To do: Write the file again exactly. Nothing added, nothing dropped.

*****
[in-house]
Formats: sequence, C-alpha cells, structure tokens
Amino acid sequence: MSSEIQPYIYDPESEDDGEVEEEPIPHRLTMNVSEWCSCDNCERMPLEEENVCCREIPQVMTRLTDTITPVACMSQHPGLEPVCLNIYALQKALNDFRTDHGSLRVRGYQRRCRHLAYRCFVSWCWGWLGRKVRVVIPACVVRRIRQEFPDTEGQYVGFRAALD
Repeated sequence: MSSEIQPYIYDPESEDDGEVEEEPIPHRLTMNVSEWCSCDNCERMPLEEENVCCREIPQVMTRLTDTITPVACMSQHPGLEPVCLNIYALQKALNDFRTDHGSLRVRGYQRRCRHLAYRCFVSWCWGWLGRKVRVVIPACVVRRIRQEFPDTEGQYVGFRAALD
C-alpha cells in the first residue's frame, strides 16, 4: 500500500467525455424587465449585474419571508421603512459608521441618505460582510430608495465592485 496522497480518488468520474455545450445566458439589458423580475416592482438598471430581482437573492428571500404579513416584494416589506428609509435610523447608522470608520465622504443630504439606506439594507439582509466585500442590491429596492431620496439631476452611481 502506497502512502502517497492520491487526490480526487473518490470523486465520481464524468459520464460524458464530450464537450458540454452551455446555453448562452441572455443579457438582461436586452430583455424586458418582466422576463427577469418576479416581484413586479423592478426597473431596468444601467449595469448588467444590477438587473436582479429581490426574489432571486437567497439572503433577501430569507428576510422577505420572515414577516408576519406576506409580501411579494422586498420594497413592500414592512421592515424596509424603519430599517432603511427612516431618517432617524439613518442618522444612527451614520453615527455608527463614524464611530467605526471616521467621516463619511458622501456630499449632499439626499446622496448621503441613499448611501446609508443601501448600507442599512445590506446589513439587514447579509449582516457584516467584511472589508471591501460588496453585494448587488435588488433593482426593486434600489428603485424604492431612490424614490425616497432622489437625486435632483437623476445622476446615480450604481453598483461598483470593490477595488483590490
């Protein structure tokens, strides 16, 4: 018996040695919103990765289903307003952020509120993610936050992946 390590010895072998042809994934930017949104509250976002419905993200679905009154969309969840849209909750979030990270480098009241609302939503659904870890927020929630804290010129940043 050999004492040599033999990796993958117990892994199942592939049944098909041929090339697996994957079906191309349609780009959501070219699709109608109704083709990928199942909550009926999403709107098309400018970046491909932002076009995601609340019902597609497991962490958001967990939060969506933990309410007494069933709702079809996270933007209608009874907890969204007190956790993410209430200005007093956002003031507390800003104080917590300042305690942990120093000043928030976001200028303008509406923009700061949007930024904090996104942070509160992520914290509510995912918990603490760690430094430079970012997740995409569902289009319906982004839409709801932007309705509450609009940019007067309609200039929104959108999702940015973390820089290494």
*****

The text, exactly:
[in-house]
Formats: sequence, C-alpha cells, structure tokens
Amino acid sequence: MSSEIQPYIYDPESEDDGEVEEEPIPHRLTMNVSEWCSCDNCERMPLEEENVCCREIPQVMTRLTDTITPVACMSQHPGLEPVCLNIYALQKALNDFRTDHGSLRVRGYQRRCRHLAYRCFVSWCWGWLGRKVRVVIPACVVRRIRQEFPDTEGQYVGFRAALD
Repeated sequence: MSSEIQPYIYDPESEDDGEVEEEPIPHRLTMNVSEWCSCDNCERMPLEEENVCCREIPQVMTRLTDTITPVACMSQHPGLEPVCLNIYALQKALNDFRTDHGSLRVRGYQRRCRHLAYRCFVSWCWGWLGRKVRVVIPACVVRRIRQEFPDTEGQYVGFRAALD
C-alpha cells in the first residue's frame, strides 16, 4: 500500500467525455424587465449585474419571508421603512459608521441618505460582510430608495465592485 496522497480518488468520474455545450445566458439589458423580475416592482438598471430581482437573492428571500404579513416584494416589506428609509435610523447608522470608520465622504443630504439606506439594507439582509466585500442590491429596492431620496439631476452611481 502506497502512502502517497492520491487526490480526487473518490470523486465520481464524468459520464460524458464530450464537450458540454452551455446555453448562452441572455443579457438582461436586452430583455424586458418582466422576463427577469418576479416581484413586479423592478426597473431596468444601467449595469448588467444590477438587473436582479429581490426574489432571486437567497439572503433577501430569507428576510422577505420572515414577516408576519406576506409580501411579494422586498420594497413592500414592512421592515424596509424603519430599517432603511427612516431618517432617524439613518442618522444612527451614520453615527455608527463614524464611530467605526471616521467621516463619511458622501456630499449632499439626499446622496448621503441613499448611501446609508443601501448600507442599512445590506446589513439587514447579509449582516457584516467584511472589508471591501460588496453585494448587488435588488433593482426593486434600489428603485424604492431612490424614490425616497432622489437625486435632483437623476445622476446615480450604481453598483461598483470593490477595488483590490
């Protein structure tokens, strides 16, 4: 018996040695919103990765289903307003952020509120993610936050992946 390590010895072998042809994934930017949104509250976002419905993200679905009154969309969840849209909750979030990270480098009241609302939503659904870890927020929630804290010129940043 050999004492040599033999990796993958117990892994199942592939049944098909041929090339697996994957079906191309349609780009959501070219699709109608109704083709990928199942909550009926999403709107098309400018970046491909932002076009995601609340019902597609497991962490958001967990939060969506933990309410007494069933709702079809996270933007209608009874907890969204007190956790993410209430200005007093956002003031507390800003104080917590300042305690942990120093000043928030976001200028303008509406923009700061949007930024904090996104942070509160992520914290509510995912918990603490760690430094430079970012997740995409569902289009319906982004839409709801932007309705509450609009940019007067309609200039929104959108999702940015973390820089290494």